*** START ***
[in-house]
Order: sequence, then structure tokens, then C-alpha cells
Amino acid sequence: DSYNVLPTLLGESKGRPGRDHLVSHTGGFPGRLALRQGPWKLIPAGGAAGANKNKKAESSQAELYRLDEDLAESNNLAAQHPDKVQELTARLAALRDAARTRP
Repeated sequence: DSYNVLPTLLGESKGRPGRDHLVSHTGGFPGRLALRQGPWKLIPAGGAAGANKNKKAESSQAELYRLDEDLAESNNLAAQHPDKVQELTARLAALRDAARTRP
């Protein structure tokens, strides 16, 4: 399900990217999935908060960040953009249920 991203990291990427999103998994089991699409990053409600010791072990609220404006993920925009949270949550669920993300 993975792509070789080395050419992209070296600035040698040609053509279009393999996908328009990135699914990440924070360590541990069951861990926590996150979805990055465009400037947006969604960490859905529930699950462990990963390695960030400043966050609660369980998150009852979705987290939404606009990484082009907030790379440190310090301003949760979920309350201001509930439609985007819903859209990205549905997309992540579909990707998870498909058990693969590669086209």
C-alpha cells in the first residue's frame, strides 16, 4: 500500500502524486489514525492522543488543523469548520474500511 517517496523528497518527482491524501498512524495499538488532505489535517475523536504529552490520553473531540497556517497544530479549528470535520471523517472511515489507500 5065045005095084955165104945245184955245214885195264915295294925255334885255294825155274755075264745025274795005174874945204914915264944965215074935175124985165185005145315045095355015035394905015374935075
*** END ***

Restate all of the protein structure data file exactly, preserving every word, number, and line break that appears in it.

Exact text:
[in-house]
Order: sequence, then structure tokens, then C-alpha cells
Amino acid sequence: DSYNVLPTLLGESKGRPGRDHLVSHTGGFPGRLALRQGPWKLIPAGGAAGANKNKKAESSQAELYRLDEDLAESNNLAAQHPDKVQELTARLAALRDAARTRP
Repeated sequence: DSYNVLPTLLGESKGRPGRDHLVSHTGGFPGRLALRQGPWKLIPAGGAAGANKNKKAESSQAELYRLDEDLAESNNLAAQHPDKVQELTARLAALRDAARTRP
């Protein structure tokens, strides 16, 4: 399900990217999935908060960040953009249920 991203990291990427999103998994089991699409990053409600010791072990609220404006993920925009949270949550669920993300 993975792509070789080395050419992209070296600035040698040609053509279009393999996908328009990135699914990440924070360590541990069951861990926590996150979805990055465009400037947006969604960490859905529930699950462990990963390695960030400043966050609660369980998150009852979705987290939404606009990484082009907030790379440190310090301003949760979920309350201001509930439609985007819903859209990205549905997309992540579909990707998870498909058990693969590669086209």
C-alpha cells in the first residue's frame, strides 16, 4: 500500500502524486489514525492522543488543523469548520474500511 517517496523528497518527482491524501498512524495499538488532505489535517475523536504529552490520553473531540497556517497544530479549528470535520471523517472511515489507500 5065045005095084955165104945245184955245214885195264915295294925255334885255294825155274755075264745025274795005174874945204914915264944965215074935175124985165185005145315045095355015035394905015374935075